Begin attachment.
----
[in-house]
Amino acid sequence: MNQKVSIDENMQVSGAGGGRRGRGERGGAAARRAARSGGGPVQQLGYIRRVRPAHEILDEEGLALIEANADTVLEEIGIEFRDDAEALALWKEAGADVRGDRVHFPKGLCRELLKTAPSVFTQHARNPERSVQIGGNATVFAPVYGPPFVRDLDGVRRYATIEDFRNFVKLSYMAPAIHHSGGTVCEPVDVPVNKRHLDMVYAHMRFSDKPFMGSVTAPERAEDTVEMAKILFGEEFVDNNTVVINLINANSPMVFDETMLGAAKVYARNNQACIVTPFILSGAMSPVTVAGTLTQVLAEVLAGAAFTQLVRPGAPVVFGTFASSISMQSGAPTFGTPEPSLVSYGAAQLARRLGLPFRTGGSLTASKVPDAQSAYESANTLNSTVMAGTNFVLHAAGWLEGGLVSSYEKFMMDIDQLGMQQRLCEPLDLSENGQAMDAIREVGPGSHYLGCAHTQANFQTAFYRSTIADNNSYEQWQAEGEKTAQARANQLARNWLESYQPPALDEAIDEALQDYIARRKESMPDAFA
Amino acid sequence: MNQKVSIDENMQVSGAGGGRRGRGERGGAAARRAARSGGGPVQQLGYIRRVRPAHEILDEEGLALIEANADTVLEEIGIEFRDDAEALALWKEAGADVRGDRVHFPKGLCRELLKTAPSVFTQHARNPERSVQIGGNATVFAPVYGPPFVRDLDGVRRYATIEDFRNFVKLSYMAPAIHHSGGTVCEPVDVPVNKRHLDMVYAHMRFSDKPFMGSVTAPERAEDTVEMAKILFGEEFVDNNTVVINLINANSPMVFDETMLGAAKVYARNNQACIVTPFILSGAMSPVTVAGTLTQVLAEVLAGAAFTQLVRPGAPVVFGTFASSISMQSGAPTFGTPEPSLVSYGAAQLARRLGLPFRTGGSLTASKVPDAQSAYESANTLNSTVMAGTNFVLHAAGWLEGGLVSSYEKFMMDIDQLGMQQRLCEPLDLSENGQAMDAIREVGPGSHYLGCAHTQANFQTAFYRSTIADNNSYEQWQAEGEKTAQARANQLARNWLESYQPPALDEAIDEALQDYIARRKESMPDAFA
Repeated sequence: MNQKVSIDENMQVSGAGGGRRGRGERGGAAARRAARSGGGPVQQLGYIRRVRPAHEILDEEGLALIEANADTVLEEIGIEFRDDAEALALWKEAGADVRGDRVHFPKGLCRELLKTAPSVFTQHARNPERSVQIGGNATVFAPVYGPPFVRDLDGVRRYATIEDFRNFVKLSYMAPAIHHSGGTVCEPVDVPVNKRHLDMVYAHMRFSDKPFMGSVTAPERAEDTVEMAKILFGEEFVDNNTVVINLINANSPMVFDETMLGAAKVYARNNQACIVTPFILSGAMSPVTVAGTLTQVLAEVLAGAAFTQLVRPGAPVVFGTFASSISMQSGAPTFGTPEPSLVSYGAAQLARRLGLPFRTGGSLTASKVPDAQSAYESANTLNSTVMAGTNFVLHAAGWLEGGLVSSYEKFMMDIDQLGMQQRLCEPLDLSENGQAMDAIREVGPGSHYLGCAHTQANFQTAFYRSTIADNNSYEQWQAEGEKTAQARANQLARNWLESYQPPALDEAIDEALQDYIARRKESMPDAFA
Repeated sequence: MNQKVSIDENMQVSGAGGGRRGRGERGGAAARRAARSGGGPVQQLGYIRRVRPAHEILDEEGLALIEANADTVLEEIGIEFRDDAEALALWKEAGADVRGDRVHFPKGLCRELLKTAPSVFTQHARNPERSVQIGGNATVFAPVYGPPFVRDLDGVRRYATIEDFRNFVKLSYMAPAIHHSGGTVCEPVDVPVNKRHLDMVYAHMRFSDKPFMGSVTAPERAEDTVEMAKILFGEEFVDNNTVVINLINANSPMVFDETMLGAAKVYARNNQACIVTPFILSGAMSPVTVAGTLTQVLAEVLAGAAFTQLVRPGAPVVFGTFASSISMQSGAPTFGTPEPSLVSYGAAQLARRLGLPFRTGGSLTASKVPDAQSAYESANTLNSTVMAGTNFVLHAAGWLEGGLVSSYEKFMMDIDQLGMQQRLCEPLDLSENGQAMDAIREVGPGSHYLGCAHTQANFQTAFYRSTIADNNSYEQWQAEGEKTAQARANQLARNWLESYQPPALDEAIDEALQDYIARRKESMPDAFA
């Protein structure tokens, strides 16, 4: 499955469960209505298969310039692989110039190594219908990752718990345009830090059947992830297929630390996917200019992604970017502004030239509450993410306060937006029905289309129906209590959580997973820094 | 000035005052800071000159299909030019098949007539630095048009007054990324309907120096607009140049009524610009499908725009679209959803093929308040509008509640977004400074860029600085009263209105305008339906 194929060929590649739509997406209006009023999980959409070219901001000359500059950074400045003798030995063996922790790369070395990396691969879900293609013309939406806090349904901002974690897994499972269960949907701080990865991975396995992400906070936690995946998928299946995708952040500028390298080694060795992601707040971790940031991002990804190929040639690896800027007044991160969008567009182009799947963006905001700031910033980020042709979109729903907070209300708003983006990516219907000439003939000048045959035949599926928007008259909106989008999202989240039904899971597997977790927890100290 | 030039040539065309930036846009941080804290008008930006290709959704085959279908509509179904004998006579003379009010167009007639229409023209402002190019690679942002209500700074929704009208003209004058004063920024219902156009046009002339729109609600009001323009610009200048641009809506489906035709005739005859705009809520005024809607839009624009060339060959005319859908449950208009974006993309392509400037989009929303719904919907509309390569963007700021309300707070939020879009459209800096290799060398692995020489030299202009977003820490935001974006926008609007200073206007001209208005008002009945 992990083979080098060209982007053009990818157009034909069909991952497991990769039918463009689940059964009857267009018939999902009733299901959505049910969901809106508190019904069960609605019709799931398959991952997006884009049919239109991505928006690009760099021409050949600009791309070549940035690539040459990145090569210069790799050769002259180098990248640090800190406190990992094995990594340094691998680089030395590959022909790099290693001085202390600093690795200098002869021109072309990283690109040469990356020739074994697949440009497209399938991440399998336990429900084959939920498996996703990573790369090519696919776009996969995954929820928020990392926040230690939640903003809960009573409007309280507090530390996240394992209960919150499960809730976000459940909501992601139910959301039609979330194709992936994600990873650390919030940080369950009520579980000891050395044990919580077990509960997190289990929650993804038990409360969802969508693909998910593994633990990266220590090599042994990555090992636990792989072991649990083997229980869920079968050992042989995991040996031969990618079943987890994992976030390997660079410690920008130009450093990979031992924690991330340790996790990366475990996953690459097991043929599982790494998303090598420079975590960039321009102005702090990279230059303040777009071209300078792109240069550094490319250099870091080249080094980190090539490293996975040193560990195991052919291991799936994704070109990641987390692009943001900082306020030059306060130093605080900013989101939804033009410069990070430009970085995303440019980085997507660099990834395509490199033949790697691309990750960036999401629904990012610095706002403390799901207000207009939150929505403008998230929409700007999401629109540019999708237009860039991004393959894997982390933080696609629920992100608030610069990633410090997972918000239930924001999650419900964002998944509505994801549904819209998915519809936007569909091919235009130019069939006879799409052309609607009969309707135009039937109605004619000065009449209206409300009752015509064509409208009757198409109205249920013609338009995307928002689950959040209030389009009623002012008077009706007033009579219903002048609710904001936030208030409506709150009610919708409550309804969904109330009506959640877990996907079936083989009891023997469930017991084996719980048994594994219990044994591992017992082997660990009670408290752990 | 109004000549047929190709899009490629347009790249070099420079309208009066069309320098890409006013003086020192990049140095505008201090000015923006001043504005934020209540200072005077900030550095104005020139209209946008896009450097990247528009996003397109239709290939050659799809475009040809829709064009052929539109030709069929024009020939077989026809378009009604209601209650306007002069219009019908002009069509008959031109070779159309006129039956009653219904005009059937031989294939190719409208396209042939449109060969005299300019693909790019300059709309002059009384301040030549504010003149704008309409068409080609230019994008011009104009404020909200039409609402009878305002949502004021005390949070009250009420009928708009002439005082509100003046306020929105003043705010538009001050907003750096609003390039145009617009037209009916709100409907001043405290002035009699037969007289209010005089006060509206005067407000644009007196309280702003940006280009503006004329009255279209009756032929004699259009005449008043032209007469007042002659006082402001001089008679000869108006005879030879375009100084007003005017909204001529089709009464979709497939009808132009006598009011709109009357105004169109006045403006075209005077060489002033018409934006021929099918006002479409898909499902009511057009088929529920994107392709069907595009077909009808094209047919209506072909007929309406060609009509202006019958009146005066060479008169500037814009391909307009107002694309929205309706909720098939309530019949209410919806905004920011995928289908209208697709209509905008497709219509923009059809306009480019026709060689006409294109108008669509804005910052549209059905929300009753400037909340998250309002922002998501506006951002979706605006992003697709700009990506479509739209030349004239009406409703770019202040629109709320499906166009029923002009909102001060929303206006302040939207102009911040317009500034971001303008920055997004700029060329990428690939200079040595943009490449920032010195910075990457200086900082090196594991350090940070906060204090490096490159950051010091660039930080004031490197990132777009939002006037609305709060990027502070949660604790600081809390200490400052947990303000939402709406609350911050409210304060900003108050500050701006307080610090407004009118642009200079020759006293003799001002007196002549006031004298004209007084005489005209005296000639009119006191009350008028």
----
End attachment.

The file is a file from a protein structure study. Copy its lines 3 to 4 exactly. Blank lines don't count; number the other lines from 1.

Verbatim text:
Amino acid sequence: MNQKVSIDENMQVSGAGGGRRGRGERGGAAARRAARSGGGPVQQLGYIRRVRPAHEILDEEGLALIEANADTVLEEIGIEFRDDAEALALWKEAGADVRGDRVHFPKGLCRELLKTAPSVFTQHARNPERSVQIGGNATVFAPVYGPPFVRDLDGVRRYATIEDFRNFVKLSYMAPAIHHSGGTVCEPVDVPVNKRHLDMVYAHMRFSDKPFMGSVTAPERAEDTVEMAKILFGEEFVDNNTVVINLINANSPMVFDETMLGAAKVYARNNQACIVTPFILSGAMSPVTVAGTLTQVLAEVLAGAAFTQLVRPGAPVVFGTFASSISMQSGAPTFGTPEPSLVSYGAAQLARRLGLPFRTGGSLTASKVPDAQSAYESANTLNSTVMAGTNFVLHAAGWLEGGLVSSYEKFMMDIDQLGMQQRLCEPLDLSENGQAMDAIREVGPGSHYLGCAHTQANFQTAFYRSTIADNNSYEQWQAEGEKTAQARANQLARNWLESYQPPALDEAIDEALQDYIARRKESMPDAFA
Repeated sequence: MNQKVSIDENMQVSGAGGGRRGRGERGGAAARRAARSGGGPVQQLGYIRRVRPAHEILDEEGLALIEANADTVLEEIGIEFRDDAEALALWKEAGADVRGDRVHFPKGLCRELLKTAPSVFTQHARNPERSVQIGGNATVFAPVYGPPFVRDLDGVRRYATIEDFRNFVKLSYMAPAIHHSGGTVCEPVDVPVNKRHLDMVYAHMRFSDKPFMGSVTAPERAEDTVEMAKILFGEEFVDNNTVVINLINANSPMVFDETMLGAAKVYARNNQACIVTPFILSGAMSPVTVAGTLTQVLAEVLAGAAFTQLVRPGAPVVFGTFASSISMQSGAPTFGTPEPSLVSYGAAQLARRLGLPFRTGGSLTASKVPDAQSAYESANTLNSTVMAGTNFVLHAAGWLEGGLVSSYEKFMMDIDQLGMQQRLCEPLDLSENGQAMDAIREVGPGSHYLGCAHTQANFQTAFYRSTIADNNSYEQWQAEGEKTAQARANQLARNWLESYQPPALDEAIDEALQDYIARRKESMPDAFA